In 2007, The World Wildlife Fund of Australia hosted the first ever Earth Hour. That year 2.2 millions individuals and 2100 businesses participated in this event to send a powerful message for action on climate change. Following a successful first year, the WWF had the goal of spreading the word about Earth Hour to the rest of Australia.
However, after the city of Toronto signed on, the word continued to spread and the 2008 Earth Hour included 35 countries and 400 cities and towns. In the short years to follow, Earth Hour became a truly global event with 5200 cities, and 135 countries participating in the 2011 Earth Hour. 2011 saw casinos on the Las Vegas strip go dark for the only time during the year; AEG managed arenas and venues powered down;1400 Walgreens switched off their lights and Coca Cola turned off massive billboards in Piccadilly Circus and Times Square. All around the world, organizations, corporations and individuals had their say on the need to take action on climate change.
But no matter how far Earth Hour spreads, how many people participate and how many communities go dark for that hour, the question remains, how does Earth Hour really affect climate change?
According to Toronto Hydro, there was a 15% reduction in electricity use during the 2011 Earth Hour. This is the equivalent of turning off 750,000 60 watt bulbs. With over 5200 cities participating it must be concluded that there is a potentially significant impact. But can only one hour, on one day each year truly benefit the environment in the long term? Even if we have to admit that Earth Hour is more symbolic than mathematical, that’s okay because symbols are very powerful things.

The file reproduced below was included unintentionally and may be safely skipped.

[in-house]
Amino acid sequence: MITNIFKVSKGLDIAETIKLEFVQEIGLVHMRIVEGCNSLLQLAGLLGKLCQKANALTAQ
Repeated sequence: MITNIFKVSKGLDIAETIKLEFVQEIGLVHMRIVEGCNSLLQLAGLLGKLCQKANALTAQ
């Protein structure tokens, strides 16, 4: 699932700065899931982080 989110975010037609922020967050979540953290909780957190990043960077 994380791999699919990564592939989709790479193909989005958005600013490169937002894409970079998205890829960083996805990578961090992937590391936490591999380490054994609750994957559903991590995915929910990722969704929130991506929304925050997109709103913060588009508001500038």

With Earth Hour’s impressive annual global growth, one cannot deny that it is drawing attention to the issue of climate change. Whether people participate in Earth Hour proudly each year or turn on all of their lights as a sign of non-belief, Earth Hour has stimulated the conversation. People are now thinking about and considering the benefits, the drawbacks, and the necessity of Earth Hour. People are talking about climate change and any dialogue is better than no dialogue.
Those choosing to participate in Earth Hour may be motivated by the issue of climate change, or want to expose wasted evening energy usage, or they just like being part of something global or maybe they just want to save a buck or two. Whatever the motivation, Earth Hour helps us to re-examine, re-focus and re-engage the topics that are important to us. It has increased the global awareness of climate change and allows the opportunity to consider it in our own way.
The most crucial aspect of any campaign is action and that is what Earth Hour demands, action. While attention and awareness help to spread the dialogue and focus our attention and even change our mind set, it is the action that makes the statement heard around the world. Any action, whether it is because of or despite Earth Hour, is the catalyst for future sustainable action. The action we take during that one hour, on one day of each year is heard around the world.
If we look at Earth Hour as a celebration of sustainable action taken around the world, instead of as an isolated effort, then we can truly see how Earth Hour makes a significant impact on the environment.